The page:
PLoS E-Newsletter for Institutional Members

Table of Contents

PLoS Article-Level Metrics

We have recently expanded the set of article-level metrics on our scientific and medical journal articles (some 15,000 articles across seven titles). The article-level metrics program was launched in March 2009, and now with the addition of online usage data, the Public Library of Science (PLoS) is transparently providing an unprecedented set of information on every published article. Such information will be of value to researchers, funders, administrators, and anyone interested in the evaluation of scientific research.

The PLoS article metrics include new online usage data (HTML page views, PDF downloads, and XML downloads), as well as citation counts, comments, ratings, social bookmarks, and blog coverage. Usage data will be updated daily and currently includes more than four years of statistics from all seven peer-reviewed PLoS journals. With this growing and detailed set of metrics on every article, PLoS aims to demonstrate that individual articles can be judged on their own merits rather than exclusively on the basis of the journal in which they are published.

Because very few data have previously been made public by scholarly publishers, visitors to the journal sites will need help to understand these data. For example, it is clear from the PLoS data that online usage is dependent on the age of the article, as well its subject area. In order to place this usage data in context, PLoS is therefore providing summary tables to allow users to see how an article compares with various average measures. For anyone wishing to examine the data in detail, the raw dataset is also available as a download.

PLoS is still in the early stages of the article-level metrics program, but this is the first attempt by a major publisher to place such a broad range of data on every one of its articles. PLoS therefore hopes that the provision of the data will encourage other publishers to make such data available, which will lead ultimately to broader improvements in scholarly communication and research assessment.

Further information can be found in this blog (http://www.plos.org/cms/node/485) and these Frequently Asked Questions; alternately, you can direct your specific question to alm@plos.org.

To see examples of articles with a broad range of article-level metrics, look at the "Metrics" tab of http://www.plosgenetics.org/article/metrics/info:doi/10.1371/journal.pgen.0030104 and http://www.plosone.org/article/metrics/info:doi/10.1371/journal.pone.0000443.

View A User-Made Video about PLoS Article-Level Metrics
Dr. Alan Cann, School of Biological Sciences, University of Leicester, produced this very informative video on how to use PLoS article-level metrics. Take a look!

Open Access Updates


Five of the Nation's Premier Institutions Of Higher Learning— Cornell, Dartmouth, Harvard, the Massachusetts Institute of Technology, and the University of California, Berkeley— Have Announced Their Joint Commitment to a Compact for Open-Access Publication

By Harvard University Library, September 14, 2009
Open-access scholarly journals have arisen as an alternative to traditional publications that are founded on subscription and/or licensing fees. Open-access journals make their articles available freely to anyone, while providing the same services common to all scholarly journals, such as management of the peer-review process, filtering, production, and distribution.

According to Thomas C. Leonard, university librarian at UC Berkeley, "Publishers and researchers know that it has never been easier to share the best work they produce with the world. But they also know that their traditional business model is creating new walls around discoveries. Universities can really help take down these walls and the open-access compact is a highly significant tool for the job."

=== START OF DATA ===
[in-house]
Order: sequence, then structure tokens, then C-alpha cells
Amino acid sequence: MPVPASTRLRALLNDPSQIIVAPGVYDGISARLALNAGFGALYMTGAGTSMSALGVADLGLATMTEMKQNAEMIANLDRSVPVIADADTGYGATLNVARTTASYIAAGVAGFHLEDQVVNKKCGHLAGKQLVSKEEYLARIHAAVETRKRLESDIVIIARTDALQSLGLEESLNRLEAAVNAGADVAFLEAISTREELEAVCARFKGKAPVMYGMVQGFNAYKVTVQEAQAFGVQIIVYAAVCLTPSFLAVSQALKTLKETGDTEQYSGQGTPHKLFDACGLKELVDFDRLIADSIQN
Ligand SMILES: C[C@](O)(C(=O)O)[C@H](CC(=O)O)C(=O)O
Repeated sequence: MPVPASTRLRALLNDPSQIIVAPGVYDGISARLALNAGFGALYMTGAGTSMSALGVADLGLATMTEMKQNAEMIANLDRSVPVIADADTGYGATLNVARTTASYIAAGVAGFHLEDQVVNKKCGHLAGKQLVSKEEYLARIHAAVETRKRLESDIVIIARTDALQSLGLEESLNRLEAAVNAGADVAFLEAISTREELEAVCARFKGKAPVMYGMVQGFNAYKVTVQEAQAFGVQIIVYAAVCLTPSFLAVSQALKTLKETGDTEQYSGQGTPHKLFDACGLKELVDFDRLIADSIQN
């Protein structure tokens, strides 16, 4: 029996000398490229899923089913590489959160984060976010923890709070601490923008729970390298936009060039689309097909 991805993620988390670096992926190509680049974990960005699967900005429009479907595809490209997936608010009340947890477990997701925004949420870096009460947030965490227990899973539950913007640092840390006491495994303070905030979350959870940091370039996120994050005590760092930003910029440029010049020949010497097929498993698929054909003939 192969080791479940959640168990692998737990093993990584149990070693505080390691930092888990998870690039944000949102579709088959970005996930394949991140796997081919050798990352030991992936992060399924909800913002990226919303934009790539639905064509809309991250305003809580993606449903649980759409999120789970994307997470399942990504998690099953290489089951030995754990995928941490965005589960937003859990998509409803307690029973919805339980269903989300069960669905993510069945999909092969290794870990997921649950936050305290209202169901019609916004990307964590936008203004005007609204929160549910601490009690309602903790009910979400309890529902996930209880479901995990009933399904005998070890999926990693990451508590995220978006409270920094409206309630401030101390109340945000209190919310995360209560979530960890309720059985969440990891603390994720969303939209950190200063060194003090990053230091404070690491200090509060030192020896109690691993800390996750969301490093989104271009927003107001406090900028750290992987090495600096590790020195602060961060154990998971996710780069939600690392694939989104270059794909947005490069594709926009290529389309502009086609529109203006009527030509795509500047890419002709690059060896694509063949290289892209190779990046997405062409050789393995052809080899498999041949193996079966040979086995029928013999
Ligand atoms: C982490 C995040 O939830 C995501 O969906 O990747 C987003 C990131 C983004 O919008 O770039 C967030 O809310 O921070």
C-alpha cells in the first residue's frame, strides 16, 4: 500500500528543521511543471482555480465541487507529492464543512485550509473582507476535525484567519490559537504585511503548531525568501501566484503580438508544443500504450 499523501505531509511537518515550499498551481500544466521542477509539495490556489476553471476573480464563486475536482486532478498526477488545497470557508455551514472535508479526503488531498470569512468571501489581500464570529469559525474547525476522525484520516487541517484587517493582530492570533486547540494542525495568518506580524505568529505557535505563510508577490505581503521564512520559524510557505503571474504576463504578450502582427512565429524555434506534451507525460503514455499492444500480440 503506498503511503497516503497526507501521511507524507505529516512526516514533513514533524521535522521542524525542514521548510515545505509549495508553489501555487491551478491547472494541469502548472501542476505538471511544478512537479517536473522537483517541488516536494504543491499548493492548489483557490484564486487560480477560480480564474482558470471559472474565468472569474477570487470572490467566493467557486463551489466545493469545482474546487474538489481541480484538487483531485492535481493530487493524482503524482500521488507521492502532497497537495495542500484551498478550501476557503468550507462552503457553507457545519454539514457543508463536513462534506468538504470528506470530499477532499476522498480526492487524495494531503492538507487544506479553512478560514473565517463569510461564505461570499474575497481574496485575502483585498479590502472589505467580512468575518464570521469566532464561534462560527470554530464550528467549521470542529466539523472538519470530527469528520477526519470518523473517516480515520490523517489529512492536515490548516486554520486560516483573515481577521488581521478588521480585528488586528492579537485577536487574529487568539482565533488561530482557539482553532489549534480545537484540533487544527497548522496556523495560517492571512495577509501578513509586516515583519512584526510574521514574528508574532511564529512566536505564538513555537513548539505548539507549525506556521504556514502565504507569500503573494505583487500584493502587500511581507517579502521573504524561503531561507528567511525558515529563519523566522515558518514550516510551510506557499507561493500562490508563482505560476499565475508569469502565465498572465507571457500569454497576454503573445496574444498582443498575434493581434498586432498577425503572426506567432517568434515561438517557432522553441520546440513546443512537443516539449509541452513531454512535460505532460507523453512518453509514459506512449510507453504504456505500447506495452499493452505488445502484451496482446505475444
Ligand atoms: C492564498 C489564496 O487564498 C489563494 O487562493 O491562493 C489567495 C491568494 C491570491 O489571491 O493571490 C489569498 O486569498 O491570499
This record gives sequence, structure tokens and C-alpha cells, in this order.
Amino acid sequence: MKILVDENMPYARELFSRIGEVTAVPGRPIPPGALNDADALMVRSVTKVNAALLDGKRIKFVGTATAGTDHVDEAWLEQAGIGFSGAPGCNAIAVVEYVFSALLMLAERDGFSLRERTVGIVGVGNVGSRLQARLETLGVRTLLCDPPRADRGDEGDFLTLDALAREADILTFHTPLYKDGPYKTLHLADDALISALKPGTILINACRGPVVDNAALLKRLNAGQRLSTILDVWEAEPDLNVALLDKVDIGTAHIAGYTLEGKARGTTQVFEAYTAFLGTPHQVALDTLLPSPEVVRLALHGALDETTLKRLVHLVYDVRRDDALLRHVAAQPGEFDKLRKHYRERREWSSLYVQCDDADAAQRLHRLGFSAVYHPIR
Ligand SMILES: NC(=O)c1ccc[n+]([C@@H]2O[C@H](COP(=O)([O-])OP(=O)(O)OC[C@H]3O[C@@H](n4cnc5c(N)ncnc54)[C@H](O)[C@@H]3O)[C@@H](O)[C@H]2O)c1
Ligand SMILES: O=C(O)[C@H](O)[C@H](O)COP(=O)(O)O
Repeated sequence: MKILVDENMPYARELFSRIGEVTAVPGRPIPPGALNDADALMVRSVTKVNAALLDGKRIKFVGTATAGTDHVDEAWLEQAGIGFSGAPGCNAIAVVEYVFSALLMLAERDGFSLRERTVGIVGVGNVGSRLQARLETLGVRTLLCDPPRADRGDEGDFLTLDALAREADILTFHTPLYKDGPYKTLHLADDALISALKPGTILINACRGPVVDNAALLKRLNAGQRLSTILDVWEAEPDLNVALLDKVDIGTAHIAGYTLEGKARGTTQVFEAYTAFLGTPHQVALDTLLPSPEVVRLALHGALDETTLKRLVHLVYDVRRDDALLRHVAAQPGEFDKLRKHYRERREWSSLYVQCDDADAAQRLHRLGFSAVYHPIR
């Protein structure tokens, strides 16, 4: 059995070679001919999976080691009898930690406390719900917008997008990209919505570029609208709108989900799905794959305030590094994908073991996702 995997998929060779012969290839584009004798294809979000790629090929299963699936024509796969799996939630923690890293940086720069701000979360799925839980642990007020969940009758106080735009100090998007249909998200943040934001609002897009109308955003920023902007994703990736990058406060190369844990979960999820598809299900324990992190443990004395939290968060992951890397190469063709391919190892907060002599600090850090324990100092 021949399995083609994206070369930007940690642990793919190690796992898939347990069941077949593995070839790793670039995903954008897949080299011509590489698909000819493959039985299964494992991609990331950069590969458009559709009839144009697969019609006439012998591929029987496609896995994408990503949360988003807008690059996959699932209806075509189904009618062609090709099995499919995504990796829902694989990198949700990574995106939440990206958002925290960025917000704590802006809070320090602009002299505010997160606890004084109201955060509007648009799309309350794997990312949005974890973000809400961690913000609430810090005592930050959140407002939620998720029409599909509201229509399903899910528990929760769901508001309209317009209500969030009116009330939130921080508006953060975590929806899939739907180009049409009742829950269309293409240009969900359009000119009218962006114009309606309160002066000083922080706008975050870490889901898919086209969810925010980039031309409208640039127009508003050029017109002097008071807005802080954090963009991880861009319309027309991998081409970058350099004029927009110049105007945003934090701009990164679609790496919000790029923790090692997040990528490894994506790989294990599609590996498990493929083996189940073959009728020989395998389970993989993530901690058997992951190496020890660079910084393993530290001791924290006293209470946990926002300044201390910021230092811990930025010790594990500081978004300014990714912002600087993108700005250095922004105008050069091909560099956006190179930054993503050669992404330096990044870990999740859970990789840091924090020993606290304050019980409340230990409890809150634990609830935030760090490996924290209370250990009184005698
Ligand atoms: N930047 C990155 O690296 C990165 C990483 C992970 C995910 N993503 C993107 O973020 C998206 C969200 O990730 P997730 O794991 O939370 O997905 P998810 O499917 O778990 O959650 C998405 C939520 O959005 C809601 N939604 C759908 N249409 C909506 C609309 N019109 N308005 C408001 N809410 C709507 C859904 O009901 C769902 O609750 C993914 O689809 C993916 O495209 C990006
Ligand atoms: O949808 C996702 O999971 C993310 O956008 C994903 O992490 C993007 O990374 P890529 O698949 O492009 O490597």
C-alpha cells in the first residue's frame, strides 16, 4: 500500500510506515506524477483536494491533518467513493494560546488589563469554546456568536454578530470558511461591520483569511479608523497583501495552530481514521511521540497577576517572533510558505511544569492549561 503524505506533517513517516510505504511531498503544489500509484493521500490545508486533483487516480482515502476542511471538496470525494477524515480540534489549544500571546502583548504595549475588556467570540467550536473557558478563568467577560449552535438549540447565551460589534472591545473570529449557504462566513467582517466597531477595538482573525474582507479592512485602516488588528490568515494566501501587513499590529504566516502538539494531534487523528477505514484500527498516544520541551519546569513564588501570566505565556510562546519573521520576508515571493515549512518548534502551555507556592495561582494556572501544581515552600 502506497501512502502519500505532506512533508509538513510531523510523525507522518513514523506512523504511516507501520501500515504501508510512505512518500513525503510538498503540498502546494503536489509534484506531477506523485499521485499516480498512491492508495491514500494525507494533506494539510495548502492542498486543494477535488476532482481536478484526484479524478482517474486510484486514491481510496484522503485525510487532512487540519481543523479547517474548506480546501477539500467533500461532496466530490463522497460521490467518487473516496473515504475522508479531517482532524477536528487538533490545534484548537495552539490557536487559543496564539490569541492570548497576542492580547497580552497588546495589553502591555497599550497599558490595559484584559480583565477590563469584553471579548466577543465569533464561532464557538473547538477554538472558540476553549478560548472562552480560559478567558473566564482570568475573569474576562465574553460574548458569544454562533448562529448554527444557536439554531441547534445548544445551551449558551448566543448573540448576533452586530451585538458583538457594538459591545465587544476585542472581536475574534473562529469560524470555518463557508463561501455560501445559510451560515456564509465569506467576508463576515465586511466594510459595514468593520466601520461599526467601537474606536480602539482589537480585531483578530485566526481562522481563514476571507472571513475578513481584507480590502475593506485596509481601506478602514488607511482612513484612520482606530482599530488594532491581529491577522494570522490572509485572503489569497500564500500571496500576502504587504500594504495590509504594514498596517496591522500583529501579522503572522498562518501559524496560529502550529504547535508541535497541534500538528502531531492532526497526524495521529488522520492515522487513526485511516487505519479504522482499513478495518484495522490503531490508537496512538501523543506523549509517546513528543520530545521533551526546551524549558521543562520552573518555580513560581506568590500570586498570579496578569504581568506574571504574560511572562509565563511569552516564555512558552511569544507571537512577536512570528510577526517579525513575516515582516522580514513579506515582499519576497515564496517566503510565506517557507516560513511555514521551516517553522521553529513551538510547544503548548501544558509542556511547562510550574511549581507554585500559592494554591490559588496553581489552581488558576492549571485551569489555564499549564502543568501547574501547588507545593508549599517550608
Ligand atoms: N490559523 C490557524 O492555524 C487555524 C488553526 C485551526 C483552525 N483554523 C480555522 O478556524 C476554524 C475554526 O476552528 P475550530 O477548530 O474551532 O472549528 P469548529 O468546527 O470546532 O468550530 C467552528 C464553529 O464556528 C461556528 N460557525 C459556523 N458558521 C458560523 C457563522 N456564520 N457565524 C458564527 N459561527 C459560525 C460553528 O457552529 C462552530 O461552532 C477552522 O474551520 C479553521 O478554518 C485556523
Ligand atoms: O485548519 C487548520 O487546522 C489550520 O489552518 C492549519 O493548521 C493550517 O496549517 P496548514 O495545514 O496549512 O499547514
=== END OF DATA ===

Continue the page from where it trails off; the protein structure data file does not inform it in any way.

The economic downturn underscores the significance of open-access publications. With library resources strained by budget cuts, subscription and licensing fees for journals have come under increasing scrutiny, and alternative means for providing access to vital intellectual content are identified. Open-access journals provide a natural alternative.

As Dartmouth Provost Barry P. Scherr sees it, "Supporting open-access publishing is an important step in increasing readership of Dartmouth research and, ultimately, the impact of our research on the world."

Since open-access journals do not charge subscription or other access fees, they must cover their operating expenses through other sources, including subventions, in-kind support, or, in a sizable minority of cases, processing fees paid by or on behalf of authors for submission to or publication in the journal. While academic research institutions support traditional journals by paying their subscription fees, no analogous means of support has existed to underwrite the growing roster of fee-based open-access journals.

See the full text of the announcement or view the Q&A with compact author Stuart Shieber.

For more information, contact:

Cornell -- John M. Saylor, jms1@cornell.edu or 607.255.4134

Dartmouth -- Elizabeth E. Kirk, Elizabeth.E.Kirk@dartmouth.edu or 603.646.9929

Harvard -- Peter Kosewski, peter_kosewski@harvard.edu or 617.495.7793; or Josh Poupore, joshua_poupore@harvard.edu or 617.495.1585

MIT -- Patti Richards, prichards@mit.edu or 617.253.2700

UC Berkeley -- Thomas Leonard, tleonard@library.berkeley.edu or 510.642.3773


PLoS Biology Perspective: Equity for Open-Access Journal Publishing

In a recent PLoS Biology Perspective, Stuart Shieber writes that ". . . open-access journal publishing is currently at a systematic disadvantage relative to the traditional model. A simple, cost-effective remedy to this inequity that would put open-access publishing on a path to become a sustainable, efficient system, allowing the two journal publishing systems to compete on a more level playing field. The issue is important, first, because academic institutions shouldn't perpetuate barriers to an open-access business model on principle and, second, because the subscription-fee business model has manifested systemic dysfunctionalities . . ."

To read the full article, please see http://www.plosbiology.org/article/info%3Adoi%2F10.1371%2Fjournal.pbio.1000165.


"Testing the Waters with Open-Access Funds" (University of California at Berkeley and the University of Calgary)